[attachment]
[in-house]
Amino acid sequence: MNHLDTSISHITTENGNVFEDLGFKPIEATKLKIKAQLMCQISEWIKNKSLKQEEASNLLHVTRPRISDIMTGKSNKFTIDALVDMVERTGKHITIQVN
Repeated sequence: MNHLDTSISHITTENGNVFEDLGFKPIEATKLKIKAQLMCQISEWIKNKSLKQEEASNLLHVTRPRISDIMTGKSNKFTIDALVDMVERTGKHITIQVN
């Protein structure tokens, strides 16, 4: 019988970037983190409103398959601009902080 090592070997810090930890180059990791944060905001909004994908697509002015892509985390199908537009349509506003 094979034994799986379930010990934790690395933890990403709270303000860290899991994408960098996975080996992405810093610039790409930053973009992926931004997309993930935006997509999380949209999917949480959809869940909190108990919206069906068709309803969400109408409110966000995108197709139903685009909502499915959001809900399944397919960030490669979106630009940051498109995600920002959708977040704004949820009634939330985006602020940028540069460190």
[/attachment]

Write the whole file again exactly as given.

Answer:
[in-house]
Amino acid sequence: MNHLDTSISHITTENGNVFEDLGFKPIEATKLKIKAQLMCQISEWIKNKSLKQEEASNLLHVTRPRISDIMTGKSNKFTIDALVDMVERTGKHITIQVN
Repeated sequence: MNHLDTSISHITTENGNVFEDLGFKPIEATKLKIKAQLMCQISEWIKNKSLKQEEASNLLHVTRPRISDIMTGKSNKFTIDALVDMVERTGKHITIQVN
């Protein structure tokens, strides 16, 4: 019988970037983190409103398959601009902080 090592070997810090930890180059990791944060905001909004994908697509002015892509985390199908537009349509506003 094979034994799986379930010990934790690395933890990403709270303000860290899991994408960098996975080996992405810093610039790409930053973009992926931004997309993930935006997509999380949209999917949480959809869940909190108990919206069906068709309803969400109408409110966000995108197709139903685009909502499915959001809900399944397919960030490669979106630009940051498109995600920002959708977040704004949820009634939330985006602020940028540069460190």